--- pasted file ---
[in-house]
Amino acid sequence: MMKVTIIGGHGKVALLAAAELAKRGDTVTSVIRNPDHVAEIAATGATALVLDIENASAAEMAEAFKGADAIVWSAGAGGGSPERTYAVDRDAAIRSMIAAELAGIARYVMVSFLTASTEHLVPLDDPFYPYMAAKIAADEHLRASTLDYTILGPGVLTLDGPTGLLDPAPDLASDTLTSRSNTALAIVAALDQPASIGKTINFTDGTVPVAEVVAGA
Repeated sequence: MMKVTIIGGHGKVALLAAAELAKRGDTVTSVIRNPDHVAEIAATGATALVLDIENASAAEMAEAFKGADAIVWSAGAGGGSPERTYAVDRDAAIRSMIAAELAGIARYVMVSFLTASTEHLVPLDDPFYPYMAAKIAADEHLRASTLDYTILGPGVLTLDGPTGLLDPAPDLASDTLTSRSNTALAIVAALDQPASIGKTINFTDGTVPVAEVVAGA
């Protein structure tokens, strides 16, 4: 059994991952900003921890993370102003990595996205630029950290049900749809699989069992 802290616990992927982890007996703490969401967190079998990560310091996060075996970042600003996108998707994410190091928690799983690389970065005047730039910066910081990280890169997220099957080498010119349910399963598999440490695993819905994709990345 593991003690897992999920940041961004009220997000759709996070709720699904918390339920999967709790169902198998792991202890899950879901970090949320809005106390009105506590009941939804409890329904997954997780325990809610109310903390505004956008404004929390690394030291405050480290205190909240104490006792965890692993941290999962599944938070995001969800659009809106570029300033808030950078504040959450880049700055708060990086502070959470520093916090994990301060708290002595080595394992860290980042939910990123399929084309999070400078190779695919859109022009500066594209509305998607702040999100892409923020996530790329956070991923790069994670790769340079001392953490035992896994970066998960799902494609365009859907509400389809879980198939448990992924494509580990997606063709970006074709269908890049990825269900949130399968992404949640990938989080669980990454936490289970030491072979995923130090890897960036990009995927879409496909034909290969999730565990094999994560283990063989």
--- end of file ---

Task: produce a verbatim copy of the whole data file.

[in-house]
Amino acid sequence: MMKVTIIGGHGKVALLAAAELAKRGDTVTSVIRNPDHVAEIAATGATALVLDIENASAAEMAEAFKGADAIVWSAGAGGGSPERTYAVDRDAAIRSMIAAELAGIARYVMVSFLTASTEHLVPLDDPFYPYMAAKIAADEHLRASTLDYTILGPGVLTLDGPTGLLDPAPDLASDTLTSRSNTALAIVAALDQPASIGKTINFTDGTVPVAEVVAGA
Repeated sequence: MMKVTIIGGHGKVALLAAAELAKRGDTVTSVIRNPDHVAEIAATGATALVLDIENASAAEMAEAFKGADAIVWSAGAGGGSPERTYAVDRDAAIRSMIAAELAGIARYVMVSFLTASTEHLVPLDDPFYPYMAAKIAADEHLRASTLDYTILGPGVLTLDGPTGLLDPAPDLASDTLTSRSNTALAIVAALDQPASIGKTINFTDGTVPVAEVVAGA
């Protein structure tokens, strides 16, 4: 059994991952900003921890993370102003990595996205630029950290049900749809699989069992 802290616990992927982890007996703490969401967190079998990560310091996060075996970042600003996108998707994410190091928690799983690389970065005047730039910066910081990280890169997220099957080498010119349910399963598999440490695993819905994709990345 593991003690897992999920940041961004009220997000759709996070709720699904918390339920999967709790169902198998792991202890899950879901970090949320809005106390009105506590009941939804409890329904997954997780325990809610109310903390505004956008404004929390690394030291405050480290205190909240104490006792965890692993941290999962599944938070995001969800659009809106570029300033808030950078504040959450880049700055708060990086502070959470520093916090994990301060708290002595080595394992860290980042939910990123399929084309999070400078190779695919859109022009500066594209509305998607702040999100892409923020996530790329956070991923790069994670790769340079001392953490035992896994970066998960799902494609365009859907509400389809879980198939448990992924494509580990997606063709970006074709269908890049990825269900949130399968992404949640990938989080669980990454936490289970030491072979995923130090890897960036990009995927879409496909034909290969999730565990094999994560283990063989």